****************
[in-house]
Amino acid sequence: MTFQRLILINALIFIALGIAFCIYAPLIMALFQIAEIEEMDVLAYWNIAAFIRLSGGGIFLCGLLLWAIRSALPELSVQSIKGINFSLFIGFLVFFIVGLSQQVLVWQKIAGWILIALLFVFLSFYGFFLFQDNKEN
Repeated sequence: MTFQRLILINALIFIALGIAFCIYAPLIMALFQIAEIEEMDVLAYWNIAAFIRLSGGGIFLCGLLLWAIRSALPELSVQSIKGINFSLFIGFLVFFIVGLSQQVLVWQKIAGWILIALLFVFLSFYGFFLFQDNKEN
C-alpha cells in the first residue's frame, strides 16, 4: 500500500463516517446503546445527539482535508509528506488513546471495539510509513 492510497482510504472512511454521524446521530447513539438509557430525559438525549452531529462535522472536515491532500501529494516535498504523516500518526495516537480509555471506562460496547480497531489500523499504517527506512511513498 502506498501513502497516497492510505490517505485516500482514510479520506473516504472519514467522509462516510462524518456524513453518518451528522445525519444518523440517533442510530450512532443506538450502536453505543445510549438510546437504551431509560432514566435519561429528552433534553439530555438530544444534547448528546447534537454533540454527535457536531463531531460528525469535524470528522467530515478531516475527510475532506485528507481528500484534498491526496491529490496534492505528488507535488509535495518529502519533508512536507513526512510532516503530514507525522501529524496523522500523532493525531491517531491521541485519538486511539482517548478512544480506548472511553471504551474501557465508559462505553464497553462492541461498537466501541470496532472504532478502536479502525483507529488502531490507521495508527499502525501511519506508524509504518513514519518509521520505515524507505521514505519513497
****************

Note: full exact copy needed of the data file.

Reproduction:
[in-house]
Amino acid sequence: MTFQRLILINALIFIALGIAFCIYAPLIMALFQIAEIEEMDVLAYWNIAAFIRLSGGGIFLCGLLLWAIRSALPELSVQSIKGINFSLFIGFLVFFIVGLSQQVLVWQKIAGWILIALLFVFLSFYGFFLFQDNKEN
Repeated sequence: MTFQRLILINALIFIALGIAFCIYAPLIMALFQIAEIEEMDVLAYWNIAAFIRLSGGGIFLCGLLLWAIRSALPELSVQSIKGINFSLFIGFLVFFIVGLSQQVLVWQKIAGWILIALLFVFLSFYGFFLFQDNKEN
C-alpha cells in the first residue's frame, strides 16, 4: 500500500463516517446503546445527539482535508509528506488513546471495539510509513 492510497482510504472512511454521524446521530447513539438509557430525559438525549452531529462535522472536515491532500501529494516535498504523516500518526495516537480509555471506562460496547480497531489500523499504517527506512511513498 502506498501513502497516497492510505490517505485516500482514510479520506473516504472519514467522509462516510462524518456524513453518518451528522445525519444518523440517533442510530450512532443506538450502536453505543445510549438510546437504551431509560432514566435519561429528552433534553439530555438530544444534547448528546447534537454533540454527535457536531463531531460528525469535524470528522467530515478531516475527510475532506485528507481528500484534498491526496491529490496534492505528488507535488509535495518529502519533508512536507513526512510532516503530514507525522501529524496523522500523532493525531491517531491521541485519538486511539482517548478512544480506548472511553471504551474501557465508559462505553464497553462492541461498537466501541470496532472504532478502536479502525483507529488502531490507521495508527499502525501511519506508524509504518513514519518509521520505515524507505521514505519513497